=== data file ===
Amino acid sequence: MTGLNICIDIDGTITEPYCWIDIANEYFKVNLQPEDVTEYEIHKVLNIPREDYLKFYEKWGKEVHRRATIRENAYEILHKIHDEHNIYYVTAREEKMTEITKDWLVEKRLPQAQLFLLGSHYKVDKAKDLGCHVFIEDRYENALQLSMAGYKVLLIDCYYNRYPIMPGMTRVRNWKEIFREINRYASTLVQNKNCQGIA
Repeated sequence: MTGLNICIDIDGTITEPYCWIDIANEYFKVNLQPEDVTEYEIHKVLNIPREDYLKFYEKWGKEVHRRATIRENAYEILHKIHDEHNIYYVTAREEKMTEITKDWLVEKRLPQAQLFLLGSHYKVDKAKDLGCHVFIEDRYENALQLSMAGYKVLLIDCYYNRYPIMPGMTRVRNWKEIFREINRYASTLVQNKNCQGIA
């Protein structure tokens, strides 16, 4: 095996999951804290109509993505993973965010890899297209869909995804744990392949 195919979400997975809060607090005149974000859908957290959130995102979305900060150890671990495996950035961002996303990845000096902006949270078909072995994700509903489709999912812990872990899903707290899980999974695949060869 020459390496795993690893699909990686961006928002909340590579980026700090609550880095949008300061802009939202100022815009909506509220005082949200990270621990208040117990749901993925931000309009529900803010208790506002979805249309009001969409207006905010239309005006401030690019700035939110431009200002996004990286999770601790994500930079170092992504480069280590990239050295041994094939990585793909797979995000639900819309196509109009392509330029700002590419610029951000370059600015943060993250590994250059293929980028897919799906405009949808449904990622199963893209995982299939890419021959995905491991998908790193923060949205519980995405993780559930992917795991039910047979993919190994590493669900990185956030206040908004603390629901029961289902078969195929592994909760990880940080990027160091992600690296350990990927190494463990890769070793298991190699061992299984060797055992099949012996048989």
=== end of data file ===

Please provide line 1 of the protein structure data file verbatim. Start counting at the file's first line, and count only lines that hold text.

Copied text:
Amino acid sequence: MTGLNICIDIDGTITEPYCWIDIANEYFKVNLQPEDVTEYEIHKVLNIPREDYLKFYEKWGKEVHRRATIRENAYEILHKIHDEHNIYYVTAREEKMTEITKDWLVEKRLPQAQLFLLGSHYKVDKAKDLGCHVFIEDRYENALQLSMAGYKVLLIDCYYNRYPIMPGMTRVRNWKEIFREINRYASTLVQNKNCQGIA